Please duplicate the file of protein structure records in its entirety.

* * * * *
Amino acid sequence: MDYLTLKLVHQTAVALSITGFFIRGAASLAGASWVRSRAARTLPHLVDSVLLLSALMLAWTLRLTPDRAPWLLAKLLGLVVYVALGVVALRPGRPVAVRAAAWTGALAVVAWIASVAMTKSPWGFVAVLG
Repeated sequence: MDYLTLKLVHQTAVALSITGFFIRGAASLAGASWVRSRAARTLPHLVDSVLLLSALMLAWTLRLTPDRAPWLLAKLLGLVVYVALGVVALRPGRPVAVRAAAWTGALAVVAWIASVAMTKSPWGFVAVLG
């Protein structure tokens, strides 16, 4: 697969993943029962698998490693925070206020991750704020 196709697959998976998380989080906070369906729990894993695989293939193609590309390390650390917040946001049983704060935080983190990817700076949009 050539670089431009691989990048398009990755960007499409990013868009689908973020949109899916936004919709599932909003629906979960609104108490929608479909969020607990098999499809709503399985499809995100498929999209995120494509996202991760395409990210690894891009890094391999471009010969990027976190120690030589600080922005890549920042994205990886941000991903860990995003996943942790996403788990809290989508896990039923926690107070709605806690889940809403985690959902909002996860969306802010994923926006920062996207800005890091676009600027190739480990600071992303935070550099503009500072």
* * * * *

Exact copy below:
Amino acid sequence: MDYLTLKLVHQTAVALSITGFFIRGAASLAGASWVRSRAARTLPHLVDSVLLLSALMLAWTLRLTPDRAPWLLAKLLGLVVYVALGVVALRPGRPVAVRAAAWTGALAVVAWIASVAMTKSPWGFVAVLG
Repeated sequence: MDYLTLKLVHQTAVALSITGFFIRGAASLAGASWVRSRAARTLPHLVDSVLLLSALMLAWTLRLTPDRAPWLLAKLLGLVVYVALGVVALRPGRPVAVRAAAWTGALAVVAWIASVAMTKSPWGFVAVLG
């Protein structure tokens, strides 16, 4: 697969993943029962698998490693925070206020991750704020 196709697959998976998380989080906070369906729990894993695989293939193609590309390390650390917040946001049983704060935080983190990817700076949009 050539670089431009691989990048398009990755960007499409990013868009689908973020949109899916936004919709599932909003629906979960609104108490929608479909969020607990098999499809709503399985499809995100498929999209995120494509996202991760395409990210690894891009890094391999471009010969990027976190120690030589600080922005890549920042994205990886941000991903860990995003996943942790996403788990809290989508896990039923926690107070709605806690889940809403985690959902909002996860969306802010994923926006920062996207800005890091676009600027190739480990600071992303935070550099503009500072």